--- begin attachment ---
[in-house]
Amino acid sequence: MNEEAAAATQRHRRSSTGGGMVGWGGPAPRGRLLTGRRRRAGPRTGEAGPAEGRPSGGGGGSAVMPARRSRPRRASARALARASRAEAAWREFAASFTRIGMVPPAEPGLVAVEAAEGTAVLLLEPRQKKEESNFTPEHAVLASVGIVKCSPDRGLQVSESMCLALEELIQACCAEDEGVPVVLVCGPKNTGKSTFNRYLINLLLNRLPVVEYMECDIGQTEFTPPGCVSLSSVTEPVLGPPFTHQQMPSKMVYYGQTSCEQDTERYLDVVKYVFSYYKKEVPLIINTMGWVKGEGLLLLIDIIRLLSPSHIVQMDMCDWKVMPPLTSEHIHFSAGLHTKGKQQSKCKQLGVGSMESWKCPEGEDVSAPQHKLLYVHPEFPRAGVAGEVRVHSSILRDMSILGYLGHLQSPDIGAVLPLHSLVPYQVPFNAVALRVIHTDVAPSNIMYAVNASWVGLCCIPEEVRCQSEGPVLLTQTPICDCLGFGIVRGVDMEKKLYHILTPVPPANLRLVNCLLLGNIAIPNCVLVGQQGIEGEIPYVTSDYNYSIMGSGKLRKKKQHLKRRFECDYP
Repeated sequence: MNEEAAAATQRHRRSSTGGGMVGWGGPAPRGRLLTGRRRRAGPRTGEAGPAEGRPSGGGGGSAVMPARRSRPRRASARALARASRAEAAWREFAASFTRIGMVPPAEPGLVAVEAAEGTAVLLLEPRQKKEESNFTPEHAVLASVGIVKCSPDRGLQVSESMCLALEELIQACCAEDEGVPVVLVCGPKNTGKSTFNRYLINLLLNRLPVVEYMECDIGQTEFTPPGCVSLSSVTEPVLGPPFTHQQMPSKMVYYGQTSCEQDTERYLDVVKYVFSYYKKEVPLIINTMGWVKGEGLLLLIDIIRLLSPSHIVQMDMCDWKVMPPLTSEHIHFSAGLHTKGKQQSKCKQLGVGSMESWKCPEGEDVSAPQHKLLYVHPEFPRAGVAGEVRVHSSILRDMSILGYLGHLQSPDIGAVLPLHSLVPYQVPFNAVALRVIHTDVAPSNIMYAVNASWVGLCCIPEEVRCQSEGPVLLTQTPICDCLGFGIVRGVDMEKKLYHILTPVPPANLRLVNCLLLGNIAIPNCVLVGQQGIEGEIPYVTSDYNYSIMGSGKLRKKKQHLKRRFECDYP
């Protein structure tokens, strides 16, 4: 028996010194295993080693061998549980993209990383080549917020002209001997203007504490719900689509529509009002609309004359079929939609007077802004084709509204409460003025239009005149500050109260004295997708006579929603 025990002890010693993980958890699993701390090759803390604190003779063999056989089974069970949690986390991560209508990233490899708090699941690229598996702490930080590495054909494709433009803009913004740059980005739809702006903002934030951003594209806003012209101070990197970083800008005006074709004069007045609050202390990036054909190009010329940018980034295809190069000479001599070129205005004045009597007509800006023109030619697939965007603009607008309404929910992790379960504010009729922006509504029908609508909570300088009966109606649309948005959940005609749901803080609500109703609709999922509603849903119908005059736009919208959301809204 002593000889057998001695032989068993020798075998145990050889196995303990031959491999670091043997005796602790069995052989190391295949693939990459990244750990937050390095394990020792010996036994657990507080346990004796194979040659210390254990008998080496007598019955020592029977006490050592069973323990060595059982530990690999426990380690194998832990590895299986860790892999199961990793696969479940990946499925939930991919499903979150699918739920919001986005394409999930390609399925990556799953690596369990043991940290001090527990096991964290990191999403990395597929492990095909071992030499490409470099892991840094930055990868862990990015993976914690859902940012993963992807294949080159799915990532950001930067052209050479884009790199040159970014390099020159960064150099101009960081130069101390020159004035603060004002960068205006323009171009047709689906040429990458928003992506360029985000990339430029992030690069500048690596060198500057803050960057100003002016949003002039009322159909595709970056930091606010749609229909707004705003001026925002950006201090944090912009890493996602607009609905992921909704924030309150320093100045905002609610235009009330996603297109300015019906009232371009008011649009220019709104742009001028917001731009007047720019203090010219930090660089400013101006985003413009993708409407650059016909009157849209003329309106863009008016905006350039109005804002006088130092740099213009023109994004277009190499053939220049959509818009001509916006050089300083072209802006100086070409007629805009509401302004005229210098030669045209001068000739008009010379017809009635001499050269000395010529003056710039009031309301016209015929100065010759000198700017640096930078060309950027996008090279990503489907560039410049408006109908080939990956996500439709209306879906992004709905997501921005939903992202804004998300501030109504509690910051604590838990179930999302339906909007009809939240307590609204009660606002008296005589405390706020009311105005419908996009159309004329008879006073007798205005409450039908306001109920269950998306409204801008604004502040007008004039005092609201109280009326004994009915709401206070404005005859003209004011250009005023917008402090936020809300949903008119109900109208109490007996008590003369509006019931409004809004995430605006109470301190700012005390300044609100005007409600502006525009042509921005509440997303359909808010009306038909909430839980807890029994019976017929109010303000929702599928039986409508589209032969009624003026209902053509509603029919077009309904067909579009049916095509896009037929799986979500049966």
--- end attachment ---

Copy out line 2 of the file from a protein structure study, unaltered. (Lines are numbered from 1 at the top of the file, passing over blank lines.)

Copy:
Amino acid sequence: MNEEAAAATQRHRRSSTGGGMVGWGGPAPRGRLLTGRRRRAGPRTGEAGPAEGRPSGGGGGSAVMPARRSRPRRASARALARASRAEAAWREFAASFTRIGMVPPAEPGLVAVEAAEGTAVLLLEPRQKKEESNFTPEHAVLASVGIVKCSPDRGLQVSESMCLALEELIQACCAEDEGVPVVLVCGPKNTGKSTFNRYLINLLLNRLPVVEYMECDIGQTEFTPPGCVSLSSVTEPVLGPPFTHQQMPSKMVYYGQTSCEQDTERYLDVVKYVFSYYKKEVPLIINTMGWVKGEGLLLLIDIIRLLSPSHIVQMDMCDWKVMPPLTSEHIHFSAGLHTKGKQQSKCKQLGVGSMESWKCPEGEDVSAPQHKLLYVHPEFPRAGVAGEVRVHSSILRDMSILGYLGHLQSPDIGAVLPLHSLVPYQVPFNAVALRVIHTDVAPSNIMYAVNASWVGLCCIPEEVRCQSEGPVLLTQTPICDCLGFGIVRGVDMEKKLYHILTPVPPANLRLVNCLLLGNIAIPNCVLVGQQGIEGEIPYVTSDYNYSIMGSGKLRKKKQHLKRRFECDYP